Yesterday saw a truly massive rally in New York as students and unions joined the occupation en mass. Estimates range for the rally, from a few thousand up to twenty or fifty thousand, but this picture says it all.

There were a number of arrests today, along with another release of ugly footage featuring another white-shirted police officer. This time the weapon of choice was a rather large police baton, swung wildly with both hands. Pepper spray is also rumoured to have been used, and there’s even been reports of live broadcasts from within police vans.

These protests are now spreading across the United States. Los Angeles, Boston, Chicago, San Francisco and a growing list of others are now beginning their own occupations. In Canada, occupations are due to begin at the end of next week in many major cities such as Toronto.

News coverage has exploded. From being a very small issue, the persistence and growth of the movement is now capturing the world’s attention. Some are using terms like “American Autumn”. Police brutality has only added fuel to this fire, as have scornful comments from Republican Nominees, and TV Personalities. CNN’s Erin Burnett attempted to make protesters look clueless by asking them if they knew that the bank bailouts had “made money for the American government”. The protesters she interviewed didn’t know that, of course, because it’s blatantly untrue, and now she’s none too popular. Endorsements keep rolling in, and though there’s been a pretty obvious and visible shift to the left from some of the prior online anti-bank activism, it’s impressive how many endorsements they’re getting from across the spectrum of American society, even congress.

It isn’t just Wall Street, either. Protests have been erupting around the globe. Did you know that over 200 people were arrested at the Parliament buildings in Ottawa on the weekend? They were protesting the new Keystone Pipeline, an issue which recently saw over a thousand arrests at the White House. Also, Greece had another General Strike yesterday, against the failing austerity measures, complete with its own clashes with police.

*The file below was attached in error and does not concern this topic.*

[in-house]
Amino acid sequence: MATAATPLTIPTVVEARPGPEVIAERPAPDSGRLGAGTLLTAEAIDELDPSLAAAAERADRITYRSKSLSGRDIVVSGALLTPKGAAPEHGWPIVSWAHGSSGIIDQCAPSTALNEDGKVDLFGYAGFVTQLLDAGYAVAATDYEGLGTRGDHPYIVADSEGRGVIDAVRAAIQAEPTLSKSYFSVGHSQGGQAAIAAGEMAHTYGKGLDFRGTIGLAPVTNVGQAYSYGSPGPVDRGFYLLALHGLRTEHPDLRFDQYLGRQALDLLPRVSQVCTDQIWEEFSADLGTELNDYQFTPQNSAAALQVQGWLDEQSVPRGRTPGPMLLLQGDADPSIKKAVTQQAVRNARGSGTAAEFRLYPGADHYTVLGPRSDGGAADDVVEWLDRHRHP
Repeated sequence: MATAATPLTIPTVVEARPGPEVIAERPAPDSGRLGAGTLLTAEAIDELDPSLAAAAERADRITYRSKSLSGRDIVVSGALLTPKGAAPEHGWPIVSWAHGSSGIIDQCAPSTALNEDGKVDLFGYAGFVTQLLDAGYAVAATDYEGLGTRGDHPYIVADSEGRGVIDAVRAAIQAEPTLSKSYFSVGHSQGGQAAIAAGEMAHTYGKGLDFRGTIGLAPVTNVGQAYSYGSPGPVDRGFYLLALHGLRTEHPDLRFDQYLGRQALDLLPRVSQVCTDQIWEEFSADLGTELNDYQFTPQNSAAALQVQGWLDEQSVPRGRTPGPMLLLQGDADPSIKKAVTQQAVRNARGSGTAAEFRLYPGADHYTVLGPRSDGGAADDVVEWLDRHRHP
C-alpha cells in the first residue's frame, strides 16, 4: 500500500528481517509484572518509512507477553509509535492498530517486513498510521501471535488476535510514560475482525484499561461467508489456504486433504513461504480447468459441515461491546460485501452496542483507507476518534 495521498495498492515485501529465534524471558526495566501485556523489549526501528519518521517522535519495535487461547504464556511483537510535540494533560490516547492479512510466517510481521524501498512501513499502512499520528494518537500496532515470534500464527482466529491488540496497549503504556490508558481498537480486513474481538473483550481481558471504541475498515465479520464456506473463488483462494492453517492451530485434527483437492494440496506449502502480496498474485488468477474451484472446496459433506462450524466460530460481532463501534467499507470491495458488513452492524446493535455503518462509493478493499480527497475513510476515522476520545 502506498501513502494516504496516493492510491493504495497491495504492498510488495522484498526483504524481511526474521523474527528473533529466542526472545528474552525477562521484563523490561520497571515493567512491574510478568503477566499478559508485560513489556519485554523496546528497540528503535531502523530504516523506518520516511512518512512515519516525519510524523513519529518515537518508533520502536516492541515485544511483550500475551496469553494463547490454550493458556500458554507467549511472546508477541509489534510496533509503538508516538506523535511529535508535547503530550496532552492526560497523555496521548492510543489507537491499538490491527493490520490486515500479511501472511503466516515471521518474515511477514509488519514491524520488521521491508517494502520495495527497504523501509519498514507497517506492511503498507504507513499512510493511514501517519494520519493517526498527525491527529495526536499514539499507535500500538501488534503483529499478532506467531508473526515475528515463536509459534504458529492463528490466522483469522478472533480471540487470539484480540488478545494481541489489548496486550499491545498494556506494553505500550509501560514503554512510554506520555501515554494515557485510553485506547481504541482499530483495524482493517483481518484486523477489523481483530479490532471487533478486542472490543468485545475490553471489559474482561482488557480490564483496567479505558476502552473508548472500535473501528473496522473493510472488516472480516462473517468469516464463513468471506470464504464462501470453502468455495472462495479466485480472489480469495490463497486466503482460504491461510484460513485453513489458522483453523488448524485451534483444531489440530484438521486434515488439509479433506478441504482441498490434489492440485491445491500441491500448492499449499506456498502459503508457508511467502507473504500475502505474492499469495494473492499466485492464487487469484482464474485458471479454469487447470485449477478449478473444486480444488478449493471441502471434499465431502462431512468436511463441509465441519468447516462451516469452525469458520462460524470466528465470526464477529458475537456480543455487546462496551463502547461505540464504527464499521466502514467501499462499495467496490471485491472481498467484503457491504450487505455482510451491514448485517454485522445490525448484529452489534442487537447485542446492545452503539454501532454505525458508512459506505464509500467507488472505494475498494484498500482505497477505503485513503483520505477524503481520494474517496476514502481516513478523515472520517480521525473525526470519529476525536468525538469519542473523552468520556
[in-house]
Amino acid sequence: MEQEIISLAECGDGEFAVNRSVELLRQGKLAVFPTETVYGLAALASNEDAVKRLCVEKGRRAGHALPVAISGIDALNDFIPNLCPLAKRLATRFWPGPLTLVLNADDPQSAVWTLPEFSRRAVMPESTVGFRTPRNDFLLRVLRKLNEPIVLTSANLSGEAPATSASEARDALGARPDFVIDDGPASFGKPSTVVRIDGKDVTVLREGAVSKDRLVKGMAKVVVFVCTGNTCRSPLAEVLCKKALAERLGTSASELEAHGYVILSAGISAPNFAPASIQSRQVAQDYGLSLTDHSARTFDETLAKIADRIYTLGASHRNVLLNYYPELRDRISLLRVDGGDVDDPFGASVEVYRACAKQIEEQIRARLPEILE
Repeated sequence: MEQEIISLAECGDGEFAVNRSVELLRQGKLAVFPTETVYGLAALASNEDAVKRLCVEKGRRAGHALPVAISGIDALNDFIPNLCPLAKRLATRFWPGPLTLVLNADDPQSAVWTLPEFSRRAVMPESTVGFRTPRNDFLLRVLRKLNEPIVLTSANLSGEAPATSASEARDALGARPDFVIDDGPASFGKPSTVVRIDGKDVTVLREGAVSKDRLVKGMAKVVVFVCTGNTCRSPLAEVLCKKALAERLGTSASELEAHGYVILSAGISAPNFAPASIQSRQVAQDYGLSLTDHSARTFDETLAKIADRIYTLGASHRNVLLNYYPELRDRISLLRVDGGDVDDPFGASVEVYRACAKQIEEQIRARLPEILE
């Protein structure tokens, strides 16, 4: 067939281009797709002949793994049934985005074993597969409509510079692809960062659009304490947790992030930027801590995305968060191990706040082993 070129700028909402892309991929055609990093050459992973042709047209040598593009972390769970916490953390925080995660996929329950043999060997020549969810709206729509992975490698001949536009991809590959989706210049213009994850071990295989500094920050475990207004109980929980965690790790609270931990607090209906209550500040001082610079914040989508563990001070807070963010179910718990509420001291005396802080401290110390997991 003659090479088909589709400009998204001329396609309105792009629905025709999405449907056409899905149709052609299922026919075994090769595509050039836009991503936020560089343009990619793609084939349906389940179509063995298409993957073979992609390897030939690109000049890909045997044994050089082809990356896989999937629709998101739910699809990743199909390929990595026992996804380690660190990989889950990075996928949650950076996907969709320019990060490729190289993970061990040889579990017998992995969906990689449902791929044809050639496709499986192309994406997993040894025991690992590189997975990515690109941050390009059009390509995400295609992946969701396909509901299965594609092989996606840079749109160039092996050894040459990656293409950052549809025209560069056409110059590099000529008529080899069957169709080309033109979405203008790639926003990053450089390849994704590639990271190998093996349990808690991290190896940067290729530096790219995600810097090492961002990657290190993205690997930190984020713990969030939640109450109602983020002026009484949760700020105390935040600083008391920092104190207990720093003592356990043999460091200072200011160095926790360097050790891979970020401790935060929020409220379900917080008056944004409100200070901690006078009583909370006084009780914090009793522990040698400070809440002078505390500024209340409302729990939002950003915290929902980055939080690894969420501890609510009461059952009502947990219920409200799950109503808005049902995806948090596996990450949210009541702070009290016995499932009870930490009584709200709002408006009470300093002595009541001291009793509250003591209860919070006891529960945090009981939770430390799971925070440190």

For Wall Street, of course, barricades are nothing new. Markets have been shaken since the spring by European debt crises and faultering American and Chinese economies. This week most of the world’s major indexes just barely bounced above their yearly lows, and it’s all beginning to look disturbingly like 2008 all over again. October’s always a big month for stocks, so things could go either way, but there’s now a distinct possibility of a major market “event” while protesters are camped out nearby. How would the American public take millions of layoffs, foreclosures and another round of bailouts? Not very kindly, I suspect.

All of these protests, of course, still have a long way to go, but they’re closing that distance fast. With unrest rapidly spreading, uncertain economic futures and fantastic new technologies, there’s really no telling where they’ll go from here. The worldwide embrace of horizontal organizing tactics, direct democracy and critical thinking is happening faster than anybody could have predicted. We can only hope that, in these desperate times, it makes a difference.